Venting Pumps

The most common pump in the hydronic market today is the wet rotor circulating pump.  The pump also goes by the name circ pump.  They are made by various manufacturers including Armstrong, Grundfos, Wilo, Taco, and Bell and Gossett.  The pumps are common and fairly inexpensive.  Even though they are relatively inexpensive having to return to the installation to replace one within a few years can drive up the cost of the pump far beyond the initial purchase price.

The basic design principle behind a wet rotor pump is that the rotor and shaft are enclosed in a stainless steel can.  The fluid that is pumped has access to the inside of the can including the rotor, shaft, front and rear bearings.  Different manufacturers accomplish this different ways but primarily through holes in the face of the can and by the clearance around the shaft.  By allowing the pumped fluid access to this area the fluid acts as both a lubricant as well as a coolant for the heat generated while the pump spins  (see Figure 1).  The problem arises when fluid doesn’t displace all of the air that is initially occupying the empty space in the can.  If air is left in the can then you end up running the pump with insufficient lubricant and insufficient coolant.  The double whammy leads to premature wear on the bearings as well as superheated fluid/steam in the can.  If the fluid that you are pumping has any minerals in it they will come out of solution under the extreme heat and end up precipitating on the bearing which in turn leads the bearing and shaft to lock up.  This problem is exacerbated in solar heating applications because of the naturally high temperatures that are present.  A drainback solar heating system would be the worst case scenario for this type of premature pump failure since you are frequently dealing with unpressurized loops.  When a pump is installed and the fluid is under pressure the higher pressure of the fluid compresses the air in the can significantly during start up.  This fluid being forced into the can helps to flush out the residual air in the can when the impeller starts to spin.  If you don’t have any pressure (or very little pressure in a drainback situation) you don’t enjoy the benefit of forcing water into the pump.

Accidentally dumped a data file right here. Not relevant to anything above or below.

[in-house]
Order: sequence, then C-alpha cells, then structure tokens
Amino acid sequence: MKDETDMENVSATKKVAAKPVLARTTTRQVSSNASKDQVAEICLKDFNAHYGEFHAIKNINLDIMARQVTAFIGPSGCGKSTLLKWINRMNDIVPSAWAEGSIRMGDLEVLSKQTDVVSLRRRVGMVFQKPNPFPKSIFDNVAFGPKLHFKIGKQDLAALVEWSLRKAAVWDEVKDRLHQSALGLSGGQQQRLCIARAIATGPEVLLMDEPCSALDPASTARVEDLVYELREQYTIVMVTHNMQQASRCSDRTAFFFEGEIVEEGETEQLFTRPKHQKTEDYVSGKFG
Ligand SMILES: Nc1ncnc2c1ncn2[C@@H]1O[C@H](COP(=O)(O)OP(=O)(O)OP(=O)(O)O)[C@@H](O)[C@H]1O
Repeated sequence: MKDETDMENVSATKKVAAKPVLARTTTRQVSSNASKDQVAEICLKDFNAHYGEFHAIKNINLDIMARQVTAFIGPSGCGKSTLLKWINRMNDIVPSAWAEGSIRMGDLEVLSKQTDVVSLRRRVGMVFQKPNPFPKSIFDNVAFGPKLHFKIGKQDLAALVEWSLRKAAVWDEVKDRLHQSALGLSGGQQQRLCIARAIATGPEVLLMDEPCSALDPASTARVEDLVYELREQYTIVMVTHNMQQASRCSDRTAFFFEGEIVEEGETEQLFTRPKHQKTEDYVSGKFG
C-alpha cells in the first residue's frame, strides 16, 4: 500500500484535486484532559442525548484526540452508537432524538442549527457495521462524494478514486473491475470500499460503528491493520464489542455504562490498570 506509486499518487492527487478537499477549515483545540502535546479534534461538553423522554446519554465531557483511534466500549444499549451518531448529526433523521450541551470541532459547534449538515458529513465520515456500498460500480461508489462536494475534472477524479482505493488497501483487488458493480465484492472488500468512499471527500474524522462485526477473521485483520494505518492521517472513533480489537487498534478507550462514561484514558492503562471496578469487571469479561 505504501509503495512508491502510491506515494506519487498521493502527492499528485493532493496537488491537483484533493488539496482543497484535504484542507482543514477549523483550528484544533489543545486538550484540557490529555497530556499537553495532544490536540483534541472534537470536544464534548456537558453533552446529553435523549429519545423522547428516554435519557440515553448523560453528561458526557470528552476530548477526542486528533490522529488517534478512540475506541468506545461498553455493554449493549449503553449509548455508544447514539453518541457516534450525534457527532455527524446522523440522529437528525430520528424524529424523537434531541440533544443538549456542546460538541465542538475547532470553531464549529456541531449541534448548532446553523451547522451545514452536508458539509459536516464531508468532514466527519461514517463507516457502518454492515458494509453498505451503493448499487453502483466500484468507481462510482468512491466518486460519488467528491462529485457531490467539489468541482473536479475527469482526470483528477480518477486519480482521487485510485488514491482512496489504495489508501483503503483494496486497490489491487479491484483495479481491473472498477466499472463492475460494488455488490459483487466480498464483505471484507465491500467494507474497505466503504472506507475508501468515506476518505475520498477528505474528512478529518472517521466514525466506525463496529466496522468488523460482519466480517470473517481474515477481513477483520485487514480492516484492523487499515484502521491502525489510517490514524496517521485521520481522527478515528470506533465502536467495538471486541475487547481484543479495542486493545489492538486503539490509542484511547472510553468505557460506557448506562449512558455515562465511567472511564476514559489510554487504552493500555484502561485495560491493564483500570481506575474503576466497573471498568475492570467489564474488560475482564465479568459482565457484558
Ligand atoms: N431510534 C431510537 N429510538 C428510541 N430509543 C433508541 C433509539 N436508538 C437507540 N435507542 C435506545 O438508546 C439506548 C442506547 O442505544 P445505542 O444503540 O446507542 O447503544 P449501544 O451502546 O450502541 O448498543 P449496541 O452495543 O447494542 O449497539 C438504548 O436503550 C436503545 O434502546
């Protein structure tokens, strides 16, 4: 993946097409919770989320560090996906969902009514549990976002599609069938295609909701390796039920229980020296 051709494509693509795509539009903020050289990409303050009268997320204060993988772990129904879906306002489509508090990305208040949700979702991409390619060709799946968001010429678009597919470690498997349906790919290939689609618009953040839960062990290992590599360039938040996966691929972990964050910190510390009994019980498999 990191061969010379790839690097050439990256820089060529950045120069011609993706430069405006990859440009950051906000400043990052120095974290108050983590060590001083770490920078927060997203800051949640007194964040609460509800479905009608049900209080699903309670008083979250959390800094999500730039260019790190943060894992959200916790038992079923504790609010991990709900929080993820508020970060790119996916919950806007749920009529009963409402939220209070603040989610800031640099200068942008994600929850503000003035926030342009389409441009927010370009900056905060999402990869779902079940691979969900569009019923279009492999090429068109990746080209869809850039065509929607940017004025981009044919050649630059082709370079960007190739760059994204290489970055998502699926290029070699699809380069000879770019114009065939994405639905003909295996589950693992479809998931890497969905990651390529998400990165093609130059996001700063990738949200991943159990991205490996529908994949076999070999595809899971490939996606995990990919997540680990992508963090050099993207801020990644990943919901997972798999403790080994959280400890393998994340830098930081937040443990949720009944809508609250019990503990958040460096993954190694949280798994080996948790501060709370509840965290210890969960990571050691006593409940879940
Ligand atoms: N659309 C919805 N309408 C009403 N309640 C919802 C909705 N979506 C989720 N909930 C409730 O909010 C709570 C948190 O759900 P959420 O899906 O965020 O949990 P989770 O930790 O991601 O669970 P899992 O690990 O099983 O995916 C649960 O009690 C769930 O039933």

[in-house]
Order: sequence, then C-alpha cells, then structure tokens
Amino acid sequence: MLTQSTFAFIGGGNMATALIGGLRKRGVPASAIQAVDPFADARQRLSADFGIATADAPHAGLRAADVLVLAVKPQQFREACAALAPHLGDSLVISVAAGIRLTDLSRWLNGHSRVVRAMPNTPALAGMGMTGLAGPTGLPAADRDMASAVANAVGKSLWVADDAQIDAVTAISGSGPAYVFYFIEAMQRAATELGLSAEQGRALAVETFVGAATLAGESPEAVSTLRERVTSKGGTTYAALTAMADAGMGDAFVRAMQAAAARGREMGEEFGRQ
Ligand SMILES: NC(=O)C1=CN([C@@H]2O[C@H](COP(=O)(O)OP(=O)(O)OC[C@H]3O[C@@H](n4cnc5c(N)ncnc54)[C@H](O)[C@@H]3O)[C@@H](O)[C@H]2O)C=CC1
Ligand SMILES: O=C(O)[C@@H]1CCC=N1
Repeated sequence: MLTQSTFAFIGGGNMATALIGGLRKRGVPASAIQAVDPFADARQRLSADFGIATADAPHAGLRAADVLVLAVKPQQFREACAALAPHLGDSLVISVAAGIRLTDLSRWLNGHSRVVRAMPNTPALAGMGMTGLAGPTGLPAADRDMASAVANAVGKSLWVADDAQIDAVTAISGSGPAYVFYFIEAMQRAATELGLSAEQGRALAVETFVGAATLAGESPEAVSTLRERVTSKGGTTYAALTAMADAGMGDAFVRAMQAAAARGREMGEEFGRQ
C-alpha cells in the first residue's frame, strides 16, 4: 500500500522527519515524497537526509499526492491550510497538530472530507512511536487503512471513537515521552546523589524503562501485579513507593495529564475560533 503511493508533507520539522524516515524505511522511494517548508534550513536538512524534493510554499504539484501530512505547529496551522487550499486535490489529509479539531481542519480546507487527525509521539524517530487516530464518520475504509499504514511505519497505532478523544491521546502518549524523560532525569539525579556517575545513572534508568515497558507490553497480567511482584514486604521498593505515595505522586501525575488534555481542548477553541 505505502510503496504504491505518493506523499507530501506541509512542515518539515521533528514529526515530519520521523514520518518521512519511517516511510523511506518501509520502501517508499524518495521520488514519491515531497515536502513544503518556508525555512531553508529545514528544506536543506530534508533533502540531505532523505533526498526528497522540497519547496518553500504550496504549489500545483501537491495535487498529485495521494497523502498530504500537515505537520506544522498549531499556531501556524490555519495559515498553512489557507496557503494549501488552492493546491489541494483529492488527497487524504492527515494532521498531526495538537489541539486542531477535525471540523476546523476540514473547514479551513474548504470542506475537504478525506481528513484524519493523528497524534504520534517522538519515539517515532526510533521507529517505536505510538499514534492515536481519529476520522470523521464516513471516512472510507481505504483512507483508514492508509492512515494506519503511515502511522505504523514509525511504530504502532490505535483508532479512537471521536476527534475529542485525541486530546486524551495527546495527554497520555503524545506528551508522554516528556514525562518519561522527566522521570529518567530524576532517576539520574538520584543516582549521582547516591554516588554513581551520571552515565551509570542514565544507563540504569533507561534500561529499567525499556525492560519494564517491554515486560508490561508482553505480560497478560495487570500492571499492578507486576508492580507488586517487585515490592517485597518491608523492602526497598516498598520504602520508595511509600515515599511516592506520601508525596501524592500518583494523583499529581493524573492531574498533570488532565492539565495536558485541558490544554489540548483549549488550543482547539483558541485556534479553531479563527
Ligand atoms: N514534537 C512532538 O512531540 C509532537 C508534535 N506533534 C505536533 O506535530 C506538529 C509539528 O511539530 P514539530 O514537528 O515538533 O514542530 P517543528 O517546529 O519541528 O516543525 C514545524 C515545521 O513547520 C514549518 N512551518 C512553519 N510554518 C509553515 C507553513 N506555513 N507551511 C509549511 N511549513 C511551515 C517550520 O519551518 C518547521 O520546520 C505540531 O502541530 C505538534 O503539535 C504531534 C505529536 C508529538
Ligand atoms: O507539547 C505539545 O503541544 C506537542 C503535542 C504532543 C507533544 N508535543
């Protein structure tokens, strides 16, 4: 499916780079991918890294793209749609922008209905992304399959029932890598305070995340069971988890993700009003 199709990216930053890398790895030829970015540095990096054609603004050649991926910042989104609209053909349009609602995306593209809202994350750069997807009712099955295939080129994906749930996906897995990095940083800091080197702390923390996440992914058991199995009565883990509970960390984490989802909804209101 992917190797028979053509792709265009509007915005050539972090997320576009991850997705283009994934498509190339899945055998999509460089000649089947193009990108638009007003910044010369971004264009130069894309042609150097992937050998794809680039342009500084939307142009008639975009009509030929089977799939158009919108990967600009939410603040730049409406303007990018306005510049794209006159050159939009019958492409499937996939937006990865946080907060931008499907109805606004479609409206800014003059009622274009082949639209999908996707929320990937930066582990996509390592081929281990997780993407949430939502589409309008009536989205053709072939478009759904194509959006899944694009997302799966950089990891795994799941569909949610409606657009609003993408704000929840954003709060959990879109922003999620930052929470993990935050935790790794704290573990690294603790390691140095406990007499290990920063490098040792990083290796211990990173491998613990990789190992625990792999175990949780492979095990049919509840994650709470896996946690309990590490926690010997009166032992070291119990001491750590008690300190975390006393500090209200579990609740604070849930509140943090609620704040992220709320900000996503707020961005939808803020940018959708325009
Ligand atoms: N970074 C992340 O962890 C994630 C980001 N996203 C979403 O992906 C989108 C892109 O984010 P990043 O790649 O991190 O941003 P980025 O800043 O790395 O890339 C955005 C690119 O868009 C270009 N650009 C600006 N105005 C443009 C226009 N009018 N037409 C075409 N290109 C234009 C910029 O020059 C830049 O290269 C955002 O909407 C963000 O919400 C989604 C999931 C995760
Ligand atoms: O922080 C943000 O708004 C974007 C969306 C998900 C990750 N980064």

Figure 1:

There are several steps that can be taken during the original installation of the system to minimize or eliminate this problem.  They are:

  1. Pressurize the pumps during the charging/priming of the system.  This includes “non-pressurized” drainback systems.  As the installer you should still prime the system to 15 psi of air pressure minimum  to insure that you get as much water into the can as possible initially.
  2. Using demineralized water when you charge a drainback solar  system.  While you can use tap water, you want to make sure that you don’t have high mineral content in your water that can cause you problems.
  3. Once you have pressurized the system be sure to vent your pumps to flush out any residual air.  This serves to insure that the pump can is fully primed.